Judge Gertner on Sentencing After Gall and Kimbrough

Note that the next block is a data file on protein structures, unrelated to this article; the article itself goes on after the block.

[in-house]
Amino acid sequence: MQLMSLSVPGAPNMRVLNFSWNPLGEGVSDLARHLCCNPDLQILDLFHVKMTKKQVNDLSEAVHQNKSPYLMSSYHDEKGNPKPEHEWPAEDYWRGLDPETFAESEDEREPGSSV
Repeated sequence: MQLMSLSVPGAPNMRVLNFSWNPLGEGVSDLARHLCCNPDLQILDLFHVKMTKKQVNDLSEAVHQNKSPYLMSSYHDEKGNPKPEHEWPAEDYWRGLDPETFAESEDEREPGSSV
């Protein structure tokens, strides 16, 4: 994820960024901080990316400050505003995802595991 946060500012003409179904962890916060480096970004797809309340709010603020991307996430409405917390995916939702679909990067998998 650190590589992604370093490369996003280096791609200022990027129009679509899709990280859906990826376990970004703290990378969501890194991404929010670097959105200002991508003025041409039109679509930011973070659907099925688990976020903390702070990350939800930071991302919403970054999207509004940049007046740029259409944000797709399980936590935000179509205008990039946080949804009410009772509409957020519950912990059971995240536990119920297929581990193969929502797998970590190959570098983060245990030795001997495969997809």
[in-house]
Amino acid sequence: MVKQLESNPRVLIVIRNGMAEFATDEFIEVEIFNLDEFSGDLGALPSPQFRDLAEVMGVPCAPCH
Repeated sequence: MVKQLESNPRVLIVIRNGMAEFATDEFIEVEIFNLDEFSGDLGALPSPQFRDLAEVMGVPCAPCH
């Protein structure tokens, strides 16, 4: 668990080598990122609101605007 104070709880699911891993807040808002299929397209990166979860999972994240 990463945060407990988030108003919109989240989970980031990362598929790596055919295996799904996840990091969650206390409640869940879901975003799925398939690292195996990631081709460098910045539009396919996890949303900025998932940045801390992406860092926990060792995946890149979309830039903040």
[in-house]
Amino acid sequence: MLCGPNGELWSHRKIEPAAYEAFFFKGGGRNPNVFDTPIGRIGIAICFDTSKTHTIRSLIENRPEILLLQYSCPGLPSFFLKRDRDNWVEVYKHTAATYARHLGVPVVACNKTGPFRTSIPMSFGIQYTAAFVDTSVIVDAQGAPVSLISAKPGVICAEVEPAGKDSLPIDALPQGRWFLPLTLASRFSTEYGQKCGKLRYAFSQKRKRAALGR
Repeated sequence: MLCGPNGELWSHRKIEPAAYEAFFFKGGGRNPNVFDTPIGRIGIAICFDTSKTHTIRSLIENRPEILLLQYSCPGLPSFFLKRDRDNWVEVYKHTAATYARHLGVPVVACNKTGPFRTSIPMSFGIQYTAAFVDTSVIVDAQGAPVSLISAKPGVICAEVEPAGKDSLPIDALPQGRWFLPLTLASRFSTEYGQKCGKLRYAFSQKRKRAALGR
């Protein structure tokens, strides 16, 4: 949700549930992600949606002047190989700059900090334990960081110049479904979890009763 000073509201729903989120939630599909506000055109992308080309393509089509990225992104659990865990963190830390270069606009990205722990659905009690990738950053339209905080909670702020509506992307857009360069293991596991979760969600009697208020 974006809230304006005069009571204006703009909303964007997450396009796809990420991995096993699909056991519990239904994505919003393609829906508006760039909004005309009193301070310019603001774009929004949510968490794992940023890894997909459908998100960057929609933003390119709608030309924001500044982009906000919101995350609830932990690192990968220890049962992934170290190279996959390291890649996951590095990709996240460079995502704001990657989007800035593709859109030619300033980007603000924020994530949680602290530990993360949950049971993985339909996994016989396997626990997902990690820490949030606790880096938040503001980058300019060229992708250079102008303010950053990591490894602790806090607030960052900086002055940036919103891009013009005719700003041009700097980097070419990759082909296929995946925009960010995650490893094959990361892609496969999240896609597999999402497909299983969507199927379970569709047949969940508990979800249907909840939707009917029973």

There is both promise and danger in the Supreme Court's recent decisions in Gall v. United States, 128 S. Ct. 586 (2007) and Kimbrough v. United States, 128 S. Ct. 558 (2007). The promise is clear: finally, courts will be allowed to focus on all the purposes of sentencing in the Sentencing Reform Act, rather than being fixated on just the goal of avoiding sentencing disparity. Finally, courts can stop being concerned solely with the question: am I doing the same thing as what the judge in the next courtroom is doing, even if neither of us is making any sense? Finally, common law judges can be real participants in sentencing and develop a common law of sentencing. Finally, judges can work to generate a new set of sentencing precedents rather than simply ceding all decisions to the U.S. Sentencing Commission. The language in the Gall and Kimbrough decisions, not to mention their holdings, sound new themes in sentencing not heard of in appellate decisions since the dawn of the Guidelines era.
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